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Cuomo's tax cap, and what it could mean

A few weeks ago, governor Cuomo was in Syracuse advocating for passage of a bill in the New York General Assembly that would limit property tax growth to two percent yearly, or the rate of inflation, whichever is less, for school districts.

Local voters could override the cap with a 60 percent vote. Provisions in the governor's proposal would not apply to any increase in taxes necessary to support a PILOT or payment in lieu of taxes agreements, any local share of capital expenditures, or any personal injury settlements that exceed 10 percent of the local government's total budget. For the most part, Sheldon Silver's plan is similar to the governors, but he would exempt pension payments exceeding 2-percent growth over the prior year's expense or court judgments exceeding 5 percent of the total levy from the previous year.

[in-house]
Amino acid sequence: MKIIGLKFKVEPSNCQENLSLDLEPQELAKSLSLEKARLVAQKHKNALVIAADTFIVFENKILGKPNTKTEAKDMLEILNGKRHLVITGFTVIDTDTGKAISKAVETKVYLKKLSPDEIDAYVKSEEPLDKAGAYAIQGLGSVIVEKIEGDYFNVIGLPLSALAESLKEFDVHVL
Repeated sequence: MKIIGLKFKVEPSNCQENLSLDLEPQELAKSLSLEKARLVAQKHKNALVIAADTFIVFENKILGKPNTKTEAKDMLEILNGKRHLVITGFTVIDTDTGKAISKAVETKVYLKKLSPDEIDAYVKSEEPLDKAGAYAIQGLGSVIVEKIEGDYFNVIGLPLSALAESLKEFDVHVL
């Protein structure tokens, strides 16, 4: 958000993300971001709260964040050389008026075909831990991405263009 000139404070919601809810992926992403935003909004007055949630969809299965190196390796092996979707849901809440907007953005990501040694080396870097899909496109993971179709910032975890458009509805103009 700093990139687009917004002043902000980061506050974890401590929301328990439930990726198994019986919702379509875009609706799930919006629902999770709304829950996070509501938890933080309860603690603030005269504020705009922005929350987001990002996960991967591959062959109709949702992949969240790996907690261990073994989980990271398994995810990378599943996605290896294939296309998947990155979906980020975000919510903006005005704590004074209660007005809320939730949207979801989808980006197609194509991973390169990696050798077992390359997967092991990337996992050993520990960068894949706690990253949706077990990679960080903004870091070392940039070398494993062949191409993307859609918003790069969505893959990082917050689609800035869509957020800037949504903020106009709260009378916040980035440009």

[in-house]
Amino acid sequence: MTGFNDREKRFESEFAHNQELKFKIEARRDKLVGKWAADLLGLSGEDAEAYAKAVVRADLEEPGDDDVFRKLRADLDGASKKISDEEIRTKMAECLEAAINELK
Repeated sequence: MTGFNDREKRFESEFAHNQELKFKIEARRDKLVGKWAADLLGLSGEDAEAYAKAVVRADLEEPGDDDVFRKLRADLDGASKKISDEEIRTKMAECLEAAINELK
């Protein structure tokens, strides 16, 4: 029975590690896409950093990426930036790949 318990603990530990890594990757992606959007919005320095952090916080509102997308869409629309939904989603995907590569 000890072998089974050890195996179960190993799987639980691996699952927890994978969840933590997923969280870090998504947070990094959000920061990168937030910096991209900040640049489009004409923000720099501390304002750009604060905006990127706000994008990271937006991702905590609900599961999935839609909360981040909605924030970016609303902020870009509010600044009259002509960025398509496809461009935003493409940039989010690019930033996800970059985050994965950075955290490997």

It has been argued that elimination of several state mandates would generate additional revenue to school districts, negating the loss of any funds due to a tax cap. Unless New York state revises some of the regulations relative to special education, I do not envision any sizeable savings from mandate relief. New York state special educations regulations are among the most demanding and expensive of all the states.

After three years of significant state aid decreases, amounting to approximately $19.7 million for the North Syracuse Central School District, there has been some speculation that state aid will increase by four percent next year. I am cautious about such an increase, but that would certainly be a positive for North Syracuse. Let's assume that the 4 percent does occur and results in a $1.4 million aid increase.

One of the major negative offsetting the aid increase is that school districts nation-wide will lose the federal Jobs Fund money, effective June 30, 2012. For North Syracuse, that would be $3.1 million, putting the school district behind the eight ball by $1.7 million, without considering any normal increases on top of that. Also, the school district has to make up a one $1 million loss on the fund balance and a $1.1 million loss in debt service reserves.

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